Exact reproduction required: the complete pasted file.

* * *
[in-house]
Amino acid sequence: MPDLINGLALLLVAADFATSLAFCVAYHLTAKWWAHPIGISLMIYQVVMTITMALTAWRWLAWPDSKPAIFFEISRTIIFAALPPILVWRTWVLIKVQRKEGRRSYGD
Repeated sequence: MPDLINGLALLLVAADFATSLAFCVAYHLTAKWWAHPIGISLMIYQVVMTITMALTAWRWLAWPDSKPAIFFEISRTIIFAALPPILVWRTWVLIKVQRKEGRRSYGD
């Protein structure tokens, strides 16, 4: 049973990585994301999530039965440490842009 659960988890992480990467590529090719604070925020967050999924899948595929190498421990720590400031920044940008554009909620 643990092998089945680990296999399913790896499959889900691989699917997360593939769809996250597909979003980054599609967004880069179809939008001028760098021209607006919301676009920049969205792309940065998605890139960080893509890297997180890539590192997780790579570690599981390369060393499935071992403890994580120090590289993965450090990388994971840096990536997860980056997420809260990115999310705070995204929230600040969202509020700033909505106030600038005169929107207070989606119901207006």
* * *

[in-house]
Amino acid sequence: MPDLINGLALLLVAADFATSLAFCVAYHLTAKWWAHPIGISLMIYQVVMTITMALTAWRWLAWPDSKPAIFFEISRTIIFAALPPILVWRTWVLIKVQRKEGRRSYGD
Repeated sequence: MPDLINGLALLLVAADFATSLAFCVAYHLTAKWWAHPIGISLMIYQVVMTITMALTAWRWLAWPDSKPAIFFEISRTIIFAALPPILVWRTWVLIKVQRKEGRRSYGD
């Protein structure tokens, strides 16, 4: 049973990585994301999530039965440490842009 659960988890992480990467590529090719604070925020967050999924899948595929190498421990720590400031920044940008554009909620 643990092998089945680990296999399913790896499959889900691989699917997360593939769809996250597909979003980054599609967004880069179809939008001028760098021209607006919301676009920049969205792309940065998605890139960080893509890297997180890539590192997780790579570690599981390369060393499935071992403890994580120090590289993965450090990388994971840096990536997860980056997420809260990115999310705070995204929230600040969202509020700033909505106030600038005169929107207070989606119901207006």